Although the Soviet Union's centrally planned economic system played a significant role in world economic growth and modernization, it ultimately failed to compete with market forms of economic organization. Despite unavailing efforts at reform, it has now been abandoned, as the republics of the former USSR move painfully toward the market. Robert W. Campbell, one of the most respected U.S. specialists on the economy of the former Soviet Union, probes the evolution, behavior, and fatal weaknesses of the Soviet administrative-command economy. His essays cover a broad set of perspectives - theoretical interpretation of the Soviet-type economy and the growth model that went with it, concrete analyses of individual sections and functions, evaluation of the microeconomics of Soviet decision making, and descriptions of attempts at institutional and doctrinal reforms. They provide instructive background on some of the biggest problems now facing the Commonwealth of Independent States, such as the monetary and fiscal collapse engendered by reform, the looming fuel and energy disaster, and the seemingly intractable task of transforming the military-industrial complex and integrating its resources into the civilian economy. Robert W. Campbell's outstanding work provides an indispensable resource for understanding what the Soviet economic system was and the problems it faced in the transition to the market model.Biografía del autor:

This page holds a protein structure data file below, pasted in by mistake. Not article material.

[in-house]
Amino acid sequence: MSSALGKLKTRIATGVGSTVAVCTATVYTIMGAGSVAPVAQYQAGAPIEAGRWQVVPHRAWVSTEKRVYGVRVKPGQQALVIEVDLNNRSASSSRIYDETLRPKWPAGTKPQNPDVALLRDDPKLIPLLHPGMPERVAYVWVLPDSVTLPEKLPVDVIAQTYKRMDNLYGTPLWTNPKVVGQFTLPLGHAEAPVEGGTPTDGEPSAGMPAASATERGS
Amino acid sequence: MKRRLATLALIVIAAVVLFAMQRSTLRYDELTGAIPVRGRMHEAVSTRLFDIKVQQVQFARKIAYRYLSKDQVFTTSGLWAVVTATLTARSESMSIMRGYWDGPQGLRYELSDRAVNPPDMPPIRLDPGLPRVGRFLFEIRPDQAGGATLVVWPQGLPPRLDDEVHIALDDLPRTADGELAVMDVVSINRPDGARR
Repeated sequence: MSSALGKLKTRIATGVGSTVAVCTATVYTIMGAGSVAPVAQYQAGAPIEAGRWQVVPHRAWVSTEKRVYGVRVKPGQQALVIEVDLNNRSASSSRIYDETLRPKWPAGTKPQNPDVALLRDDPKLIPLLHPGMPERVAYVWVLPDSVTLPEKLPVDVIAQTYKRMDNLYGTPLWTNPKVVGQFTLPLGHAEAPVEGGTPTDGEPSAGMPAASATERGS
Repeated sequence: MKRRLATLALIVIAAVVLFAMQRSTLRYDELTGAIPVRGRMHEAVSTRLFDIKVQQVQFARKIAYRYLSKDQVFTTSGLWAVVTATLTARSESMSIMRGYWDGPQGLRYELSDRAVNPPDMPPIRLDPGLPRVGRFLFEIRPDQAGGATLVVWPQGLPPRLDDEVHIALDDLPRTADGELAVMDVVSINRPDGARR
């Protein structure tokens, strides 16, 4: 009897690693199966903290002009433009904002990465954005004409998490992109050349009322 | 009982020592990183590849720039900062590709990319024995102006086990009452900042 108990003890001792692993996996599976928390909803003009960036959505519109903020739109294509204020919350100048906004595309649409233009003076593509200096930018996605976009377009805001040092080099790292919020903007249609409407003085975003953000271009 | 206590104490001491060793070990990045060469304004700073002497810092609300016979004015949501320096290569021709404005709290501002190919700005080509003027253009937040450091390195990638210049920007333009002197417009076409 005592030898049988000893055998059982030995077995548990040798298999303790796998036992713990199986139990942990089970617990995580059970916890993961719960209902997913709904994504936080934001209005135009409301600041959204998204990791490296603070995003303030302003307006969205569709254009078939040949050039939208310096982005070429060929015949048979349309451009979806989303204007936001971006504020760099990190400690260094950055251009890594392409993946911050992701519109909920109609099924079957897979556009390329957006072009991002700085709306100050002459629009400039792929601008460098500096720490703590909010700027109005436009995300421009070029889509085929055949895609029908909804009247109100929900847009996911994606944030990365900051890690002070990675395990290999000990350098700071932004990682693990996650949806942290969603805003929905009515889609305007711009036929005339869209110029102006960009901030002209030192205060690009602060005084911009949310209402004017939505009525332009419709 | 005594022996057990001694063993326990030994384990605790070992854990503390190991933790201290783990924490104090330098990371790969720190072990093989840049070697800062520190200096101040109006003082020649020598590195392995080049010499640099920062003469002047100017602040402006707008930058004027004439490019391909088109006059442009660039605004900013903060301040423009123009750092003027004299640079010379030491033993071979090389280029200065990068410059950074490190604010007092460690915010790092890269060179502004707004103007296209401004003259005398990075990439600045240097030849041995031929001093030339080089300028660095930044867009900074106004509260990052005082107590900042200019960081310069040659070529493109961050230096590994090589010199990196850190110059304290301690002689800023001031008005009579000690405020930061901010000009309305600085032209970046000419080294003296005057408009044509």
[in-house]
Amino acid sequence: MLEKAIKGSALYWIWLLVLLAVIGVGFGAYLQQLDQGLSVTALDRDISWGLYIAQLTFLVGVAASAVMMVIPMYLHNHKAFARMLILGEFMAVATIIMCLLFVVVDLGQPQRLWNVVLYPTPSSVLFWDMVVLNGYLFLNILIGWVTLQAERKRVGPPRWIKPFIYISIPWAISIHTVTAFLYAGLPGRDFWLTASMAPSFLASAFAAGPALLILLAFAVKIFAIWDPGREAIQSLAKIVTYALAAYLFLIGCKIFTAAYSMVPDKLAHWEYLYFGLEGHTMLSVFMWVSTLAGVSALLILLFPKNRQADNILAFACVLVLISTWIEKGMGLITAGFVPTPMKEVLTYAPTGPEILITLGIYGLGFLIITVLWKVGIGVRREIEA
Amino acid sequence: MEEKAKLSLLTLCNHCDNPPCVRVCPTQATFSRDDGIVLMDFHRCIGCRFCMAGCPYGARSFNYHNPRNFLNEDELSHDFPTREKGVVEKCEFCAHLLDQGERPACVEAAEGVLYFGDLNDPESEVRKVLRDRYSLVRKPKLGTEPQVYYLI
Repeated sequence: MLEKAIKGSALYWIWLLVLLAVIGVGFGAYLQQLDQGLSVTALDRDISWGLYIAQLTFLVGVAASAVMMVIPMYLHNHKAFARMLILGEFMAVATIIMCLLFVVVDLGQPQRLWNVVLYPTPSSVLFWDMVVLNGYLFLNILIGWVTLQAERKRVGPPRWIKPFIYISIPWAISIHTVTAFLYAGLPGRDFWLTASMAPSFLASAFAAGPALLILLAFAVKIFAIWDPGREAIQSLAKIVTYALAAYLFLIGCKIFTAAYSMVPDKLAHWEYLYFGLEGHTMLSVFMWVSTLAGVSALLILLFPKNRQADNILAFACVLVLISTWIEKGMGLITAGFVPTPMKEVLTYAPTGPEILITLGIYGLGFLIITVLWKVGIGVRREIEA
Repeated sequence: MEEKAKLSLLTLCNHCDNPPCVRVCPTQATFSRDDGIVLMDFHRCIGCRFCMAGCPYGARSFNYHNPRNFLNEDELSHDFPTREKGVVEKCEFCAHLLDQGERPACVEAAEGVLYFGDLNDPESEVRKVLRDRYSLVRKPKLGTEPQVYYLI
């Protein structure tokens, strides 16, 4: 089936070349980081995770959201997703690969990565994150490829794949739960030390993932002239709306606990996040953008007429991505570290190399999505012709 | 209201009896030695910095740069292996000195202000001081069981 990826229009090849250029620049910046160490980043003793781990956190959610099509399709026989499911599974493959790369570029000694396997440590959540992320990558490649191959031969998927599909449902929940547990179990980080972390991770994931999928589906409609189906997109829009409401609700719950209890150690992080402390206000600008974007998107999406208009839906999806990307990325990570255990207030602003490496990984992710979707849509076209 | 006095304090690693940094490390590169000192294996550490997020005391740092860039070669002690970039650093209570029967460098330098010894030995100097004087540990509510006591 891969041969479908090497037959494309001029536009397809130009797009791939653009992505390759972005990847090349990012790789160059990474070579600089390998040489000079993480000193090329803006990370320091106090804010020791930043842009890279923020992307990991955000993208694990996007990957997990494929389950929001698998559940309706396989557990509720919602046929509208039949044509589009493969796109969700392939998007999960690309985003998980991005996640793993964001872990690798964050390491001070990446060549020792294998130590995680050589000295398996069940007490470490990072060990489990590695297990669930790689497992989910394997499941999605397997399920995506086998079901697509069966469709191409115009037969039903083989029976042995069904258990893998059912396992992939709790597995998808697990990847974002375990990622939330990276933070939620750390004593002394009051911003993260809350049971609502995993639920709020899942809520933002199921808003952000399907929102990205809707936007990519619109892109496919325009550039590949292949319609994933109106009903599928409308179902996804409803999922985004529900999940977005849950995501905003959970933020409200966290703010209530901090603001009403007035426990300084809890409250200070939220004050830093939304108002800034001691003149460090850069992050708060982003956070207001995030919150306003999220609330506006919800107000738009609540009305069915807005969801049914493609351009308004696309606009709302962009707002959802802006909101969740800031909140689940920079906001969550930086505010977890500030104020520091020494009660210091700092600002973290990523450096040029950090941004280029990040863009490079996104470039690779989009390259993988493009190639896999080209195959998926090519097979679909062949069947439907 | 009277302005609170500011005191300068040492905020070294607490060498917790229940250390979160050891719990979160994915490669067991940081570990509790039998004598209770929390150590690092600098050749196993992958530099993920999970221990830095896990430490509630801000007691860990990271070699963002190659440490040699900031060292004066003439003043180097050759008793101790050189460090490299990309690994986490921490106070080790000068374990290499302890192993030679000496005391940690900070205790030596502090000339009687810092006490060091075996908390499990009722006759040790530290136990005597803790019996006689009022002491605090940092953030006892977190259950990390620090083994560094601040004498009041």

ROBERT W. CAMPBELL is Distinguished Professor of Economics at Indiana University. He is the author of The Socialist Economies in Transition: A Primer on Semi-Reformed Systems, as well as publications on energy policy, research and development, military affairs, and the telecommunications sector in the USSR.
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Descripción Indiana University Press, 1992. Hardcover. Estado de conservación: New. Nº de ref. de la librería DADAX0253313112